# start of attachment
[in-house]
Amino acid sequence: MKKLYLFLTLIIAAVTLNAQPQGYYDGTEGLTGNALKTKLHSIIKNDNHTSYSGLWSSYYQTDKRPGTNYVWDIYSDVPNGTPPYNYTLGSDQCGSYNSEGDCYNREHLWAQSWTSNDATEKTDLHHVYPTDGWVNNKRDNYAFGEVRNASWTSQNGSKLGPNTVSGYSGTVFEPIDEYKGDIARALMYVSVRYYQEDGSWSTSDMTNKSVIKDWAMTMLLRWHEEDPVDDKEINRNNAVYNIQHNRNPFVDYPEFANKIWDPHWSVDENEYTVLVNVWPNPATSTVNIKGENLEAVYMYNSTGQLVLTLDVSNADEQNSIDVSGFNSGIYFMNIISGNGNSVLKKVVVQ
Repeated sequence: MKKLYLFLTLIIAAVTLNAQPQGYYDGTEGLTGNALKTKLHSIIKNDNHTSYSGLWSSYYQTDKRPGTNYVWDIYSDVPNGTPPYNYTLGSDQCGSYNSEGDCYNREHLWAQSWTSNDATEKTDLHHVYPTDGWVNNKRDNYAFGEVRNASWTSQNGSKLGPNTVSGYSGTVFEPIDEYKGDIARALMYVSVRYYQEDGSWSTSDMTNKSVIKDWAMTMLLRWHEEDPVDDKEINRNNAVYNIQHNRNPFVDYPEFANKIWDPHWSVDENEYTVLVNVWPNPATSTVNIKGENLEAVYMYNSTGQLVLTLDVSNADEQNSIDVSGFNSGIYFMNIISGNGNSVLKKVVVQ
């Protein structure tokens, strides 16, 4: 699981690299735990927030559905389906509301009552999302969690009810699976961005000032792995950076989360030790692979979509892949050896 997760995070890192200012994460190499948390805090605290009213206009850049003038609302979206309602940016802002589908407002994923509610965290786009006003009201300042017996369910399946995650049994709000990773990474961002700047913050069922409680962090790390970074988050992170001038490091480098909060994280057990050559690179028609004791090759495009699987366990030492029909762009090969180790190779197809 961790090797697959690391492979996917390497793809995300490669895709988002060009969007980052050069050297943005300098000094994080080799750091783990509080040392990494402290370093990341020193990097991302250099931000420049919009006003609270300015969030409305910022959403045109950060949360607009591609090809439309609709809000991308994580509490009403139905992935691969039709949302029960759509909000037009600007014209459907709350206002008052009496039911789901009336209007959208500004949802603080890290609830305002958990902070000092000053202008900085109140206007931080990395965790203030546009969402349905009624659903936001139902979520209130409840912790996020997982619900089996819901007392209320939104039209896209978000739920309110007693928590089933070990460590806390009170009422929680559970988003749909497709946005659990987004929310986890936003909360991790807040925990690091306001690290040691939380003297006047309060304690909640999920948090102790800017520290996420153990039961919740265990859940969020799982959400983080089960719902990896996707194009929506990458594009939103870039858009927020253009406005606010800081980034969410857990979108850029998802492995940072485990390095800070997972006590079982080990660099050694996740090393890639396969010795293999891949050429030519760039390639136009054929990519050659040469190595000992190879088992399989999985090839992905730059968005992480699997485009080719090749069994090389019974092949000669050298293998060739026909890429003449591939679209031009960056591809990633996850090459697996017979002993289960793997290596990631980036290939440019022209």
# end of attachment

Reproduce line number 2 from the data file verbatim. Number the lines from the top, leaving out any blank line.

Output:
Amino acid sequence: MKKLYLFLTLIIAAVTLNAQPQGYYDGTEGLTGNALKTKLHSIIKNDNHTSYSGLWSSYYQTDKRPGTNYVWDIYSDVPNGTPPYNYTLGSDQCGSYNSEGDCYNREHLWAQSWTSNDATEKTDLHHVYPTDGWVNNKRDNYAFGEVRNASWTSQNGSKLGPNTVSGYSGTVFEPIDEYKGDIARALMYVSVRYYQEDGSWSTSDMTNKSVIKDWAMTMLLRWHEEDPVDDKEINRNNAVYNIQHNRNPFVDYPEFANKIWDPHWSVDENEYTVLVNVWPNPATSTVNIKGENLEAVYMYNSTGQLVLTLDVSNADEQNSIDVSGFNSGIYFMNIISGNGNSVLKKVVVQ